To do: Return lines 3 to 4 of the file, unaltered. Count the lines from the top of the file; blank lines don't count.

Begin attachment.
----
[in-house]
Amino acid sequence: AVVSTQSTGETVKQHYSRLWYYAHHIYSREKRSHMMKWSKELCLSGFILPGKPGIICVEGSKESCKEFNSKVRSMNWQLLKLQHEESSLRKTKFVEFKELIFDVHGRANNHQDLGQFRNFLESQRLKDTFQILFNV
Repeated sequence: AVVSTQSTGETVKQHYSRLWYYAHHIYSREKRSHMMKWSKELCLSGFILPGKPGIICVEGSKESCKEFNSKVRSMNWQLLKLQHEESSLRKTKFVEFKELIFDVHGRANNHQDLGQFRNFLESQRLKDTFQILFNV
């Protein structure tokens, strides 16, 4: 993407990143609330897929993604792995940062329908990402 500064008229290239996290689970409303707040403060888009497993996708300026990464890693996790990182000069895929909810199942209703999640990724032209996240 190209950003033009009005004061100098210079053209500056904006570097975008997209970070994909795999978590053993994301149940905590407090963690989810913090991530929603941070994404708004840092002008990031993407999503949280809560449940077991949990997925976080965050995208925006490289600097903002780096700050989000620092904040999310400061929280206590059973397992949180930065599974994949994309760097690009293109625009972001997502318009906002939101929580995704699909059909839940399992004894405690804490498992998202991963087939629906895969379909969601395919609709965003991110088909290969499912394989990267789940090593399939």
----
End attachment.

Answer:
Repeated sequence: AVVSTQSTGETVKQHYSRLWYYAHHIYSREKRSHMMKWSKELCLSGFILPGKPGIICVEGSKESCKEFNSKVRSMNWQLLKLQHEESSLRKTKFVEFKELIFDVHGRANNHQDLGQFRNFLESQRLKDTFQILFNV
């Protein structure tokens, strides 16, 4: 993407990143609330897929993604792995940062329908990402 500064008229290239996290689970409303707040403060888009497993996708300026990464890693996790990182000069895929909810199942209703999640990724032209996240 190209950003033009009005004061100098210079053209500056904006570097975008997209970070994909795999978590053993994301149940905590407090963690989810913090991530929603941070994404708004840092002008990031993407999503949280809560449940077991949990997925976080965050995208925006490289600097903002780096700050989000620092904040999310400061929280206590059973397992949180930065599974994949994309760097690009293109625009972001997502318009906002939101929580995704699909059909839940399992004894405690804490498992998202991963087939629906895969379909969601395919609709965003991110088909290969499912394989990267789940090593399939």